A framework for out-of-core and parallel execution
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10 Months Ago
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December 2015


A framework for out-of-core and parallel computing.

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At the core of Dagger.jl is a scheduler heavily inspired by Dask. It can run computations represented as directed-acyclic-graphs (DAGs) efficiently on many Julia worker processes.


You can install Dagger by typing

julia> ] add Dagger


Once installed, the Dagger package can by used by typing

using Dagger

The main function for using Dagger is delayed

delayed(f; options...)

It returns a function which when called creates a Thunk object representing a call to function f with the given arguments. If it is called with other thunks as input, then they form a graph with input nodes directed at the output. The function f gets the result of the input Thunks. Thunks don't pass keyword argument to the function f. Options kwargs... to delayed are passed to the scheduler to control its behavior:

  • get_result::Bool -- return the actual result to the scheduler instead of Chunk objects. Used when f explicitly constructs a Chunk or when return value is small (e.g. in case of reduce)
  • meta::Bool -- pass the input “Chunk” objects themselves to f and not the value contained in them - this is always run on the master process
  • persist::Bool -- the result of this Thunk should not be released after it becomes unused in the DAG
  • cache::Bool -- cache the result of this Thunk such that if the thunk is evaluated again, one can just reuse the cached value. If it’s been removed from cache, recompute the value.

DAG creation interface

Here is a very simple example DAG:

using Dagger

add1(value) = value + 1
add2(value) = value + 2
combine(a...) = sum(a)

p = delayed(add1)(4)
q = delayed(add2)(p)
r = delayed(add1)(3)
s = delayed(combine)(p, q, r)

@assert collect(s) == 16

The connections between nodes p, q, r and s is represented by this dependency graph:


The final result is the obvious consequence of the operation

add1(4) + add2(add1(4)) + add1(3)

(4 + 1) + ((4 + 1) + 2) + (3 + 1) = 16

To compute and fetch the result of a thunk (say s), you can call collect(s). collect will fetch the result of the computation to the master process. Alternatively, if you want to compute but not fetch the result you can call compute on the thunk. This will return a Chunk object which references the result. If you pass in a Chunk objects as an input to a delayed function, then the function will get executed with the value of the Chunk -- this evaluation will likely happen where the input chunks are, to reduce communication.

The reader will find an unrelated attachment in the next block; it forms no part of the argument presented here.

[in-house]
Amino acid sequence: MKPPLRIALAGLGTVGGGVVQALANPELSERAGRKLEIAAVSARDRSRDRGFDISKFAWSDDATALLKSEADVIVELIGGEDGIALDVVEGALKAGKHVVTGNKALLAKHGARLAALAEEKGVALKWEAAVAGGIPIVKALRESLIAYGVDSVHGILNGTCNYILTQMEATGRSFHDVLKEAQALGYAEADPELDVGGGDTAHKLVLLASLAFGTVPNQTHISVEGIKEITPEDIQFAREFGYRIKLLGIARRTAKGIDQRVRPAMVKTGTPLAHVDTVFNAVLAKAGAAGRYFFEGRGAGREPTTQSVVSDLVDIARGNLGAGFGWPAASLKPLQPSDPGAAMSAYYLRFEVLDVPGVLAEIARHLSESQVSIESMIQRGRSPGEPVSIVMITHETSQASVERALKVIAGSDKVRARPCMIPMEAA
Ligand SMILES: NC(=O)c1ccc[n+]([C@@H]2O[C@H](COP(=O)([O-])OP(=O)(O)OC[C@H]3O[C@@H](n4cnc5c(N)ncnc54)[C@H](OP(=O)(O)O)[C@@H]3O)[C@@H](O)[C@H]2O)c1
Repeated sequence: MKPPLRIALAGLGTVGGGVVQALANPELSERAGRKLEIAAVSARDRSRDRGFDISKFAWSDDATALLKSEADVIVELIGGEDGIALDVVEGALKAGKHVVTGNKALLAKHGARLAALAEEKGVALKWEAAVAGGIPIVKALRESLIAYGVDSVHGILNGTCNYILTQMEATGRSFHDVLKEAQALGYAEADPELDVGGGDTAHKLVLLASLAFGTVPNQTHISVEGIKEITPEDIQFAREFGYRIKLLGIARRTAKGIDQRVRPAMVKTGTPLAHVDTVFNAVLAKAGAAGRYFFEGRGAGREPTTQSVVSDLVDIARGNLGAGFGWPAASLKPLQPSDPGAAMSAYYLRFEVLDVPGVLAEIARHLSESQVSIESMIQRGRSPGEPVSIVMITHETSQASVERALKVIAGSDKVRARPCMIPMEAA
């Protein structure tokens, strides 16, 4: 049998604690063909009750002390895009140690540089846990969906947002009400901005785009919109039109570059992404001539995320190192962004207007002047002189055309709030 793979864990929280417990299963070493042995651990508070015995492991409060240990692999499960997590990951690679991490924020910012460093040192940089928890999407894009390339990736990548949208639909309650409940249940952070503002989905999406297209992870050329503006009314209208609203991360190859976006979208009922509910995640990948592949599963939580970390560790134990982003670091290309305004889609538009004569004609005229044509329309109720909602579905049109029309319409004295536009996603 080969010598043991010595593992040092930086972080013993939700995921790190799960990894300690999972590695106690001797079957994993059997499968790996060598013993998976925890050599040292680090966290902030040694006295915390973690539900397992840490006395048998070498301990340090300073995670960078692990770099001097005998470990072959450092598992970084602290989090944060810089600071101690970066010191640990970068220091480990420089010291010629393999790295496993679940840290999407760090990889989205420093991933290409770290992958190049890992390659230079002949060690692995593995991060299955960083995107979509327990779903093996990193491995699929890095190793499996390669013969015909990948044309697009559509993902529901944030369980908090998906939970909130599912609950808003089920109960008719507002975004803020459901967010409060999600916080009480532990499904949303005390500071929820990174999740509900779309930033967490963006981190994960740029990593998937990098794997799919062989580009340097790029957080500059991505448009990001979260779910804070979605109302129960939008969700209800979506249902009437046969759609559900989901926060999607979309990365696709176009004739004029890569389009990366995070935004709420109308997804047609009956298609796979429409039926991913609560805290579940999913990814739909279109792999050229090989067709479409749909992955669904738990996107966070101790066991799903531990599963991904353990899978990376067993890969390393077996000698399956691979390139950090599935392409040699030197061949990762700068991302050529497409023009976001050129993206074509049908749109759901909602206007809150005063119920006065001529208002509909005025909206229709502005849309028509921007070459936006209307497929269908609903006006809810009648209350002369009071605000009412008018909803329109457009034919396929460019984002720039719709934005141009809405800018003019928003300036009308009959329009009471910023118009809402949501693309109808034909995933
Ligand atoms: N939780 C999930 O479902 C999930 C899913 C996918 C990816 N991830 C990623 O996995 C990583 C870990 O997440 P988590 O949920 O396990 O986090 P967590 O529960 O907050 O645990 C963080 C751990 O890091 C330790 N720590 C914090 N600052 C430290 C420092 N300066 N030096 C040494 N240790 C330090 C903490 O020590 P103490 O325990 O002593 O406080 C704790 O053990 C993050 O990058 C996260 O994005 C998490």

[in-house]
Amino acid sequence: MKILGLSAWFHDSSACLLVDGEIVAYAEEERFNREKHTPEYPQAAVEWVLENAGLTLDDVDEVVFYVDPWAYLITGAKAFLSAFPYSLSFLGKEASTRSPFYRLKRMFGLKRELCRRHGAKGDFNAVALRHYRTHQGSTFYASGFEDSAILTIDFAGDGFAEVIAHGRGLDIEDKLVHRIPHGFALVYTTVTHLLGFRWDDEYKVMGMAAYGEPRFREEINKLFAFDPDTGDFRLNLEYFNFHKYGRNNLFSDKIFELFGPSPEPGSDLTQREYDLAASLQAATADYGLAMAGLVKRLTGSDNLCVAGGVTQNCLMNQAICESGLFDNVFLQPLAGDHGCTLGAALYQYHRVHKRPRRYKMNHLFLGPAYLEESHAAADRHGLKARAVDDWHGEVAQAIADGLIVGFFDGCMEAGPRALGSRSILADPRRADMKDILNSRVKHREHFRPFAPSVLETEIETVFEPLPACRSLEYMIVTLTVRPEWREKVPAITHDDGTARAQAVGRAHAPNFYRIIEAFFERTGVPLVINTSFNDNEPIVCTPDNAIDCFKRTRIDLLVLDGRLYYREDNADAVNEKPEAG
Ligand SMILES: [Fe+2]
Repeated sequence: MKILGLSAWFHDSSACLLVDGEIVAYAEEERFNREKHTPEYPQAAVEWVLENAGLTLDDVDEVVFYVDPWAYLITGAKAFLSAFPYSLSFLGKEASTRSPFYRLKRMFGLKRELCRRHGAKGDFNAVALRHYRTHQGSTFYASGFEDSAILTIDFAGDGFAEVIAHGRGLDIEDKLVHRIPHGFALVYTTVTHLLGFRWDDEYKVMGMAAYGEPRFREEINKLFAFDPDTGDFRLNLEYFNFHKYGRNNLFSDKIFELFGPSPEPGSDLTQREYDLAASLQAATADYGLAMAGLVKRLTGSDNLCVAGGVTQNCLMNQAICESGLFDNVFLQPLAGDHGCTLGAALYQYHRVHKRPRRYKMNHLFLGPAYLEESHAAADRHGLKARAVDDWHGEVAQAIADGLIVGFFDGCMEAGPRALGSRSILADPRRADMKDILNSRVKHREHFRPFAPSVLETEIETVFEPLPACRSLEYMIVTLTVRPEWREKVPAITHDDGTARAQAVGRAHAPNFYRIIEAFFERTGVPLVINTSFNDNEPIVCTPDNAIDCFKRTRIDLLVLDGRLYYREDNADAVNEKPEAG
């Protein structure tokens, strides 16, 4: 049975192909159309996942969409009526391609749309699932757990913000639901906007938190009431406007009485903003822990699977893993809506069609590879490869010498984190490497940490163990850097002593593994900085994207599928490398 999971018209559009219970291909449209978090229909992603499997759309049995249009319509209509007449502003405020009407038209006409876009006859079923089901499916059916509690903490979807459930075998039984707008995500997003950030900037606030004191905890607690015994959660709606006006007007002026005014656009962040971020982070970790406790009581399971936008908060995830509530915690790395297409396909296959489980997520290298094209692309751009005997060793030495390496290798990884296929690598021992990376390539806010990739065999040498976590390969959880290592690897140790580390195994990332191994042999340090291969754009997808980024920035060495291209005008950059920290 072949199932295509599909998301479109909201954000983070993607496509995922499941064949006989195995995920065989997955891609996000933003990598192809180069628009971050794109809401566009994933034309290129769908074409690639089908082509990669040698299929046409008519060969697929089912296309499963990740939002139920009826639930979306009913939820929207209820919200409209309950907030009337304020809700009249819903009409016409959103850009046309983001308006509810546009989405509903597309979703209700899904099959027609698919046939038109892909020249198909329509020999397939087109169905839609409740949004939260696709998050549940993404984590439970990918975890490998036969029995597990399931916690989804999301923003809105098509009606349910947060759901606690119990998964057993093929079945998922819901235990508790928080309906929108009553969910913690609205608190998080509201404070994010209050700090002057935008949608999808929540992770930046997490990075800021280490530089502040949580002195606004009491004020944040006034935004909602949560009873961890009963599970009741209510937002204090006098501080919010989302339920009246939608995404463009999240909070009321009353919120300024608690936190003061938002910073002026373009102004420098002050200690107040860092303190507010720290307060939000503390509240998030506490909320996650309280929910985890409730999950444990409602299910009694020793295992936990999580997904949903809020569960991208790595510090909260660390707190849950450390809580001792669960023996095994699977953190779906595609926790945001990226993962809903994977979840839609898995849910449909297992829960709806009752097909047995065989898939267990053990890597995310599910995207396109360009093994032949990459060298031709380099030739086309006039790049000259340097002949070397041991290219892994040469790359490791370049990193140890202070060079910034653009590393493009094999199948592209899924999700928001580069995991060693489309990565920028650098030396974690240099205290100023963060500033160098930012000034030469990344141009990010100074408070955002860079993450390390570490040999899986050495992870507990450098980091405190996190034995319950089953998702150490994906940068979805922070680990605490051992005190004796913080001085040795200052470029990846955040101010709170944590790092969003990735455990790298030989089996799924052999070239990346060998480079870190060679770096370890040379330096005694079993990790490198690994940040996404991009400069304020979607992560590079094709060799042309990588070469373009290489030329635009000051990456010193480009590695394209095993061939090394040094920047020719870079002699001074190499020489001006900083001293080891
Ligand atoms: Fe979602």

The key point is that, for each argument to a node, if the argument is a Thunk, it'll be executed before this node and its result will be passed into the function f provided. If the argument is not a Thunk (just some regular Julia object), it'll be passed as-is to the function f.


Polytrees are easily supported by Dagger. To make this work, pass all the head nodes Thunks into a call to delayed as arguments, which will act as the top node for the graph.

group(x...) = [x...]
top_node = delayed(group)(head_nodes...)

Scheduler and Thunk options

While Dagger generally "just works", sometimes one needs to exert some more fine-grained control over how the scheduler allocates work. There are two parallel mechanisms to achieve this: Scheduler options (from Dagger.Sch.SchedulerOptions) and Thunk options (from Dagger.Sch.ThunkOptions). These two options structs generally contain the same options, with the difference being that Scheduler options operate globally across an entire DAG, and Thunk options operate on a thunk-by-thunk basis. Scheduler options can be constructed and passed to collect() or compute() as the keyword argument options, and Thunk options can be passed to Dagger's delayed function similarly: delayed(myfunc)(arg1, arg2, ...; options=opts). Check the docstring for the two options structs to see what options are available.

Processors and Resource control

By default, Dagger uses the CPU to process work, typically single-threaded per cluster node. However, Dagger allows access to a wider range of hardware and software acceleration techniques, such as multithreading and GPUs. These more advanced (but performant) accelerators are disabled by default, but can easily be enabled by using Scheduler/Thunk options in the proctypes field. If non-empty, only the processor types contained in options.proctypes will be used to compute all or a given thunk.

GPU Processors

The DaggerGPU.jl package can be imported to enable GPU acceleration for NVIDIA and AMD GPUs, when available. The processors provided by that package are not enabled by default, but may be enabled via options.proctypes as usual.

Rough high level description of scheduling

  • First picks the leaf Thunks and distributes them to available workers. Each worker is given at most 1 task at a time. If input to the node is a Chunk, then workers which already have the chunk are preferred.
  • When a worker finishes a thunk it will return a Chunk object to the scheduler.
  • Once the worker has returned a Chunk, the scheduler picks the next task for the worker -- this is usually the task the worker immediately made available (if possible). In the small example above, if worker 2 finished p it will be given q since it will already have the result of p which is input to q.
  • The scheduler also issues "release" Commands to chunks that are no longer required by nodes in the DAG: for example, when s is computed all of p, q, r are released to free up memory. This can be prevented by passing persist or cache options to delayed.


We thank DARPA, Intel, and the NIH for supporting this work at MIT.